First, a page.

What is measles?
Measles is a contagious infection caused by
a virus. Measles was once common, but because of immunization it
is now fortunately becoming very rare.
How is measles spread?
Measles is spread very easily from person to
person, when droplets of the virus are circulated through the air
from an infected person coughing or sneezing. Another person then
breathes in the virus and may become infected.
What are the symptoms of measles?
The symptoms of measles usually begin to develop
about 7-11 days after the person first becomes infected. The first
symptoms are normally similar to those of a bad cold: fever, runny
nose, sore throat and a cough. A few days later a bright red, blotchy
rash breaks out on the forehead, face and neck. Within a few days
the rash spreads to the body, arms and legs, by which time the rash
will begin to fade from the face. When the rash breaks out, you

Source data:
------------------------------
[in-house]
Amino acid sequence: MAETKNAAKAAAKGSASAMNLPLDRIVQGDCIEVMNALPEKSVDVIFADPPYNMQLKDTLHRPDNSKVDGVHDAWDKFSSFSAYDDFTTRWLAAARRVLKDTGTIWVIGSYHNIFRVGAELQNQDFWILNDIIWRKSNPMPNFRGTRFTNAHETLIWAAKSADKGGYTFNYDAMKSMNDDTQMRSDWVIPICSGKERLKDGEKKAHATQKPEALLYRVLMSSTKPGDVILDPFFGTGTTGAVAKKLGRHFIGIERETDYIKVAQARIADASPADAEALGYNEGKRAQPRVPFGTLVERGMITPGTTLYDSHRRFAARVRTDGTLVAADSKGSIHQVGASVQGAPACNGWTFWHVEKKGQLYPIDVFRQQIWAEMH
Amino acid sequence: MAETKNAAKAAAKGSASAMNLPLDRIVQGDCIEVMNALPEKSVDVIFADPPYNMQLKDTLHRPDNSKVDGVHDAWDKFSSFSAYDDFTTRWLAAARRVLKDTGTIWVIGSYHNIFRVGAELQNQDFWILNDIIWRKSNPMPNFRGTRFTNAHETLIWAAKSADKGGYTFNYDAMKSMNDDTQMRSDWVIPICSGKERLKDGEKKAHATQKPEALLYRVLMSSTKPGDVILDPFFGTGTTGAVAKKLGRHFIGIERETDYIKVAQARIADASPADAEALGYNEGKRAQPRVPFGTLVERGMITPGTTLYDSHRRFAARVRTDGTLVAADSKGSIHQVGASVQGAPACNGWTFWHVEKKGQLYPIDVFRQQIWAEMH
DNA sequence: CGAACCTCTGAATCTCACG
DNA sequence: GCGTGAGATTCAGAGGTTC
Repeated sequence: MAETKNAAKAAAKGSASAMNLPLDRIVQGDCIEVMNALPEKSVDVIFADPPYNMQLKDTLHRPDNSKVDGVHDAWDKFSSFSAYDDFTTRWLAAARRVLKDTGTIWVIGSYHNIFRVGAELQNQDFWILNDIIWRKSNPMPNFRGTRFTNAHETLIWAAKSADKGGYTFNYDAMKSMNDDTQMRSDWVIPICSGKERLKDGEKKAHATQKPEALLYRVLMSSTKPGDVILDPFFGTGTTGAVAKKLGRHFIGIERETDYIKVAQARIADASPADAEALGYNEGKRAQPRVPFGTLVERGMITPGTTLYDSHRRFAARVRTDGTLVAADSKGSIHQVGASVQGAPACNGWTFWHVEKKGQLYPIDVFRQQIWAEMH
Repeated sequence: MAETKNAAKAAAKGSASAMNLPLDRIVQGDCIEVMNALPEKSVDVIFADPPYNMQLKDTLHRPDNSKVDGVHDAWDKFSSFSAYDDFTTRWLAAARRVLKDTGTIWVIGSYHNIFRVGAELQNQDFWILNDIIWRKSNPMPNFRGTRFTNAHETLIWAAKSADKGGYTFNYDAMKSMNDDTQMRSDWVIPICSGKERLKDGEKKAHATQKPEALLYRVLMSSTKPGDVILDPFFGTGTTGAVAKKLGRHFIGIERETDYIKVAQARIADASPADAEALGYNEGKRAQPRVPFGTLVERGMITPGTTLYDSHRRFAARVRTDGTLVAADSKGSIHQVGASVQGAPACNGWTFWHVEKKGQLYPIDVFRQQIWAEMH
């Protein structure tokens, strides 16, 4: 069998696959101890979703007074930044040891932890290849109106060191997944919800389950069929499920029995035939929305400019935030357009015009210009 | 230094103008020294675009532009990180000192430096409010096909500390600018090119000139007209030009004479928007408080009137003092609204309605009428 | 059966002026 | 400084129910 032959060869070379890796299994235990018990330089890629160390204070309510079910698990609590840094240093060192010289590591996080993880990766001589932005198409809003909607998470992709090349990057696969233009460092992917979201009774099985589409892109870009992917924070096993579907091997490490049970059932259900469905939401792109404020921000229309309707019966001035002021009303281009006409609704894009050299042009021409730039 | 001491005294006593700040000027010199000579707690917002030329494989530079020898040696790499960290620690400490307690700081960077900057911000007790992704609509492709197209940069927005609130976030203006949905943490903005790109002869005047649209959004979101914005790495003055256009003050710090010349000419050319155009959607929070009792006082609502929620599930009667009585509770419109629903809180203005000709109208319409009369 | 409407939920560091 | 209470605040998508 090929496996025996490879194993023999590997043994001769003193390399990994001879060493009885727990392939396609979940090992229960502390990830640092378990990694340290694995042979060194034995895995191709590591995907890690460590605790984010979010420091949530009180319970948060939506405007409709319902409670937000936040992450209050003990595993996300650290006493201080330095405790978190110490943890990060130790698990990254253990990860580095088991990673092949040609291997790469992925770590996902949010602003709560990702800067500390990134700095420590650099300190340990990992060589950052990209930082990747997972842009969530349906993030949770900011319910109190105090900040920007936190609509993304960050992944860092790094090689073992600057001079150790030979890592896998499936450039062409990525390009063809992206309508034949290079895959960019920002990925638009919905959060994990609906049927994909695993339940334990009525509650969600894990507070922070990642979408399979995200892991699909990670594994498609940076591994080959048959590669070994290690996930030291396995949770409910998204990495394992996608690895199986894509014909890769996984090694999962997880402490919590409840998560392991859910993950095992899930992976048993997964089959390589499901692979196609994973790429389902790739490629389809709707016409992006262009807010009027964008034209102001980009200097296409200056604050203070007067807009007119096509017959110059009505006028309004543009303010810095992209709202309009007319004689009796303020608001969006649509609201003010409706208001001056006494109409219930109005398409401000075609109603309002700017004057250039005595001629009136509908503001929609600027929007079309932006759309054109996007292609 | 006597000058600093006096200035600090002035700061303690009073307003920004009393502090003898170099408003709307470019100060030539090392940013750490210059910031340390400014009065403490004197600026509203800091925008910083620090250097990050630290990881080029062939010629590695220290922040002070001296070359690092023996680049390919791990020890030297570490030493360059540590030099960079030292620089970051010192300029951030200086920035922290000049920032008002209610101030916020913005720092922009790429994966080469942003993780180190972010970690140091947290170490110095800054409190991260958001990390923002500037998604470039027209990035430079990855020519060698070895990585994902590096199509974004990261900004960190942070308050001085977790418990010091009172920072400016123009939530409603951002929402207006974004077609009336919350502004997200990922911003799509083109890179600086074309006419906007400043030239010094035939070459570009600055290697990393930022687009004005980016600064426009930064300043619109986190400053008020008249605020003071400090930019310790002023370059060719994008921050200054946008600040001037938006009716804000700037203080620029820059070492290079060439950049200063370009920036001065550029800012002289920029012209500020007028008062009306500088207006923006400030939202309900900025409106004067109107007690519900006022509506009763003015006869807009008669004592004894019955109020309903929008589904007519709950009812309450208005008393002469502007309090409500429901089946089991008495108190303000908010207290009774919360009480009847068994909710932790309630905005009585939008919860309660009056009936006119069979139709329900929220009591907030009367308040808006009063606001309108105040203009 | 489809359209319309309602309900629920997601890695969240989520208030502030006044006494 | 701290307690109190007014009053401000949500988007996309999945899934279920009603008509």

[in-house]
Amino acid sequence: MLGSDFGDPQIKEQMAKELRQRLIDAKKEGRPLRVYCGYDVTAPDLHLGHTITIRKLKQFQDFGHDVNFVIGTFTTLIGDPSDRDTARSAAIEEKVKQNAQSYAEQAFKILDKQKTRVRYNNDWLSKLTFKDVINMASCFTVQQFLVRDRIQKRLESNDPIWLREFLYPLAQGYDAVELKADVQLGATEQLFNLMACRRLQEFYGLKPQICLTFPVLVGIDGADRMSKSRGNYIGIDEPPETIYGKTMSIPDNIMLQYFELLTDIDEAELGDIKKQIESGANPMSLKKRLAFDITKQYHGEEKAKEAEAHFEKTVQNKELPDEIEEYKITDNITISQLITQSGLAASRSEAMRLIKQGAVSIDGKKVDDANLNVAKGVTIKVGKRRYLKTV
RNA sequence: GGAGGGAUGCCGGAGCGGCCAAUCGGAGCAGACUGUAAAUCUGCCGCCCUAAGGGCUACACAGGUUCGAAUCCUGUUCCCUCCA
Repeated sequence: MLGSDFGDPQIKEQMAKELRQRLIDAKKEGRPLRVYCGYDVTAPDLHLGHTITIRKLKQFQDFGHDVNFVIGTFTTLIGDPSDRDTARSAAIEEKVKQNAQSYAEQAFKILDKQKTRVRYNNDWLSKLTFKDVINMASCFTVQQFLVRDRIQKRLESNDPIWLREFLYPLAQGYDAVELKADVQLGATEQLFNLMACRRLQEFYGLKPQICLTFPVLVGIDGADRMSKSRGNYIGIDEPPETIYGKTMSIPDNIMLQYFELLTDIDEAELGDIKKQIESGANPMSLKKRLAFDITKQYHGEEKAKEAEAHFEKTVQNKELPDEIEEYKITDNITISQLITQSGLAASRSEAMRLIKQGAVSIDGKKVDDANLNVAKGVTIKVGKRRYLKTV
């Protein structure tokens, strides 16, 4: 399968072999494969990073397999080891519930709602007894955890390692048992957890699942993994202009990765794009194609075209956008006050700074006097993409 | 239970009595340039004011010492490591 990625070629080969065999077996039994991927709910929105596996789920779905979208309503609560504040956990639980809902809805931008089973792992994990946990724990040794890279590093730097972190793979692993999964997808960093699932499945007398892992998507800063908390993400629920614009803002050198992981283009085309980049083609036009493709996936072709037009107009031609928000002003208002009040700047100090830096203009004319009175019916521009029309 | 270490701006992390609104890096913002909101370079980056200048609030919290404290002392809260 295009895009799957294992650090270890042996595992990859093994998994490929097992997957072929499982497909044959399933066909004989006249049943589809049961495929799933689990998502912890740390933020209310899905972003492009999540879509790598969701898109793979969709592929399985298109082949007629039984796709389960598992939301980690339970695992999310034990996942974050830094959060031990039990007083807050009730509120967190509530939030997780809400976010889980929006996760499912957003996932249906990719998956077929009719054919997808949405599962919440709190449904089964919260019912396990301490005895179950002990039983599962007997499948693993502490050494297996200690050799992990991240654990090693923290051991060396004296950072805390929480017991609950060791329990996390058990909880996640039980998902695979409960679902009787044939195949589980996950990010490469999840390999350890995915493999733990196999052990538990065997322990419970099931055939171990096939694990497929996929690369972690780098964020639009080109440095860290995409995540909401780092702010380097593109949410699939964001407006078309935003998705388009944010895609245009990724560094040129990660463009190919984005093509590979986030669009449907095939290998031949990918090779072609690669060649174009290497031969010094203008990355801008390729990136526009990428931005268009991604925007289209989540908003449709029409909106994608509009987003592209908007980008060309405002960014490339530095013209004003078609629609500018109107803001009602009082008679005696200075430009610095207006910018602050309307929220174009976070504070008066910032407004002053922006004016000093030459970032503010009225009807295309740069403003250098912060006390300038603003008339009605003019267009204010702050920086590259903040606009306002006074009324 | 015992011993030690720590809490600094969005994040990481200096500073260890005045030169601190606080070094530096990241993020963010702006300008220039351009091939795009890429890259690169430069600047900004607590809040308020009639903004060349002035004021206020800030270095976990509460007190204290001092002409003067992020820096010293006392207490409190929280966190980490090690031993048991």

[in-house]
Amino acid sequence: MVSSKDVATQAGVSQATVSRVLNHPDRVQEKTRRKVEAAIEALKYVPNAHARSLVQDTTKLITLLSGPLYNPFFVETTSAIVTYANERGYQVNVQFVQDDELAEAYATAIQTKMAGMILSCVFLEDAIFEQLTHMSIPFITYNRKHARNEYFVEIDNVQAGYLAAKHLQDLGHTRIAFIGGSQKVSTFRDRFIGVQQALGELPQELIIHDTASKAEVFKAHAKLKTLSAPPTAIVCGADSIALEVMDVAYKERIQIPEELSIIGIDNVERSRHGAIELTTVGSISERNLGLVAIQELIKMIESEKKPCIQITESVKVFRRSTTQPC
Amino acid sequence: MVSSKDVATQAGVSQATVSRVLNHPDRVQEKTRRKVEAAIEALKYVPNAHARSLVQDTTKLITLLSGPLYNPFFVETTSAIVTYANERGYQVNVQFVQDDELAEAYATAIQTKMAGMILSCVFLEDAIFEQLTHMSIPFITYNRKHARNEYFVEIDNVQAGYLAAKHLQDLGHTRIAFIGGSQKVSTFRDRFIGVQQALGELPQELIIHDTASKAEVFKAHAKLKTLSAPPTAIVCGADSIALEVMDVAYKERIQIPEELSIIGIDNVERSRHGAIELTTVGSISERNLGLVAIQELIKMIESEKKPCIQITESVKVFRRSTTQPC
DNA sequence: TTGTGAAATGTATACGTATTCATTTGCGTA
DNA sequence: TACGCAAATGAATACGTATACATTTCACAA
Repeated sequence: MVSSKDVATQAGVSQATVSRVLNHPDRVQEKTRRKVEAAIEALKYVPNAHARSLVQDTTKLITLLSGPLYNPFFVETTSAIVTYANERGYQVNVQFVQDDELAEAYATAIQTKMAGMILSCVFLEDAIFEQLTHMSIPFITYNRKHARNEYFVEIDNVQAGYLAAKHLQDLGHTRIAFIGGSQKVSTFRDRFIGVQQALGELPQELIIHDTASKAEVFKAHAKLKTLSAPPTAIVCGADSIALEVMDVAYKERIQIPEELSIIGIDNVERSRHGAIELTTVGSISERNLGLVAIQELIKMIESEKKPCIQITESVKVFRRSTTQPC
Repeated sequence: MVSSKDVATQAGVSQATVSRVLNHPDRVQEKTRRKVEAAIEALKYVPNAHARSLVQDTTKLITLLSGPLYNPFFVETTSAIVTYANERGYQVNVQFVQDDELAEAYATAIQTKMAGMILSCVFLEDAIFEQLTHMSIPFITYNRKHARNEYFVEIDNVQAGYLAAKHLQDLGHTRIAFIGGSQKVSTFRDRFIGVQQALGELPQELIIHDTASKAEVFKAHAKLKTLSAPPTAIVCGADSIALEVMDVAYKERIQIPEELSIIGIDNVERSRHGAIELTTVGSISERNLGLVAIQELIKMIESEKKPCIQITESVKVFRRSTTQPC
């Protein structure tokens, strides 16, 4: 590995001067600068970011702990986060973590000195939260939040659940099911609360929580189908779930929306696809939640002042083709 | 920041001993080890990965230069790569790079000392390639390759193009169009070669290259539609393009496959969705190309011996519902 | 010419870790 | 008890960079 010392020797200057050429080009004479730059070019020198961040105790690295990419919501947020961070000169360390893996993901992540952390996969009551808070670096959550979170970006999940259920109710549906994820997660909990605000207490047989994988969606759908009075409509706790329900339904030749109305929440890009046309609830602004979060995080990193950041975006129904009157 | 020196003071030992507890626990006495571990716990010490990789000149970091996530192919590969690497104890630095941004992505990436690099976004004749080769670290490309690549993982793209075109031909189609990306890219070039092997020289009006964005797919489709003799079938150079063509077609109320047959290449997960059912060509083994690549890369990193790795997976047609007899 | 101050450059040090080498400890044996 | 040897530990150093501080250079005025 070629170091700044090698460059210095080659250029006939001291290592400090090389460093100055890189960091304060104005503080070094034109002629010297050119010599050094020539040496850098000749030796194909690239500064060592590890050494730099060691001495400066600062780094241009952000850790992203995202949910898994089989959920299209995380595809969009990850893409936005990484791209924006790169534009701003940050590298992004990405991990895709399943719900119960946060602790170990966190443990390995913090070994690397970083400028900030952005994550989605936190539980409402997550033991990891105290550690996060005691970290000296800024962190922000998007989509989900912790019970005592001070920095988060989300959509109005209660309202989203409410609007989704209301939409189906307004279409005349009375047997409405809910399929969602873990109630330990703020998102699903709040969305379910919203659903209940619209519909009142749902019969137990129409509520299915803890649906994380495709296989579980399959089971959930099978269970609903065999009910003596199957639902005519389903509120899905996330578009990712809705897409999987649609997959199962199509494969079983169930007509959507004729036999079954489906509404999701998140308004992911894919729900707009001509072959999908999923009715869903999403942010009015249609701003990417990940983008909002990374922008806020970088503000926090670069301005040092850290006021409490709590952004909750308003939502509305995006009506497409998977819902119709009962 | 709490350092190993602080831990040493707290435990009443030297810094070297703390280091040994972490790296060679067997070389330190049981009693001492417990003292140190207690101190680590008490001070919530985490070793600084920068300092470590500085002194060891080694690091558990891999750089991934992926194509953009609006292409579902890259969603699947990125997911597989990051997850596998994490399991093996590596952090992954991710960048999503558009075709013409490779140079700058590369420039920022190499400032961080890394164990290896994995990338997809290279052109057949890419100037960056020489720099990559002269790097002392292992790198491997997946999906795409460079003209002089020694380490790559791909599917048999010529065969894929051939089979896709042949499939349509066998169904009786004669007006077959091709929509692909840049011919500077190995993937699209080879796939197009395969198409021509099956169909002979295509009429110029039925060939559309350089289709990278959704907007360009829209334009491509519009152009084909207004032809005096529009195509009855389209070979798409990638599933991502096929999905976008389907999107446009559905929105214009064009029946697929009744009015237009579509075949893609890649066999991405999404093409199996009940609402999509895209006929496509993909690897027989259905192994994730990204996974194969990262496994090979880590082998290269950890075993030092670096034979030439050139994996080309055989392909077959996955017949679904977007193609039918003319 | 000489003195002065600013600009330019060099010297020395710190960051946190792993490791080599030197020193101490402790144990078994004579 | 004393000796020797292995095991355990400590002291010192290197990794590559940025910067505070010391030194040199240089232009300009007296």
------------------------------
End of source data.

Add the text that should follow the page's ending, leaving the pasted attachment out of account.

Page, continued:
may also develop conjunctivitis.
Yes, measles is highly contagious and before immunization was available it would cause epidemics in
schools. Once you have had measles you will develop an immunity to it and will not contract it again.
How is measles treated?
As measles is a virus, there is no specific
treatment to cure the infection. However, resting and drinking plenty
of non-alcoholic fluid will help you to feel better. Your doctor
and/or pharmacist will be able to recommend over the counter treatments
to ease the symptoms of measles.
Do I need to see a doctor?
If you have measles you will need to visit your
doctor, but ensure you tell the surgery when you phone that you
or your child has suspected measles as they may send a doctor out
to see you.
If after the initial diagnosis you have any
of the following symptoms you should again consult your doctor:
- A harsh cough.
- Trouble staying awake.
- Difficulty in hearing.
- Pain in the ears.
What are the effects of measles?
Occasionally, measles can lead to many different
complications, including pneumonia and ear
infections. However, 1 child
in a 1000 with measles will go on to develop encephalitis or meningitis,
which can be fatal or cause disabilities such as deafness.
can I prevent getting measles?
is easily prevented by a vaccineA. The vaccine is normally given
to babies between 12-15 months, along with a vaccine for mumps and German
measles (known as M.M.R.). booster is then given before
the child starts school.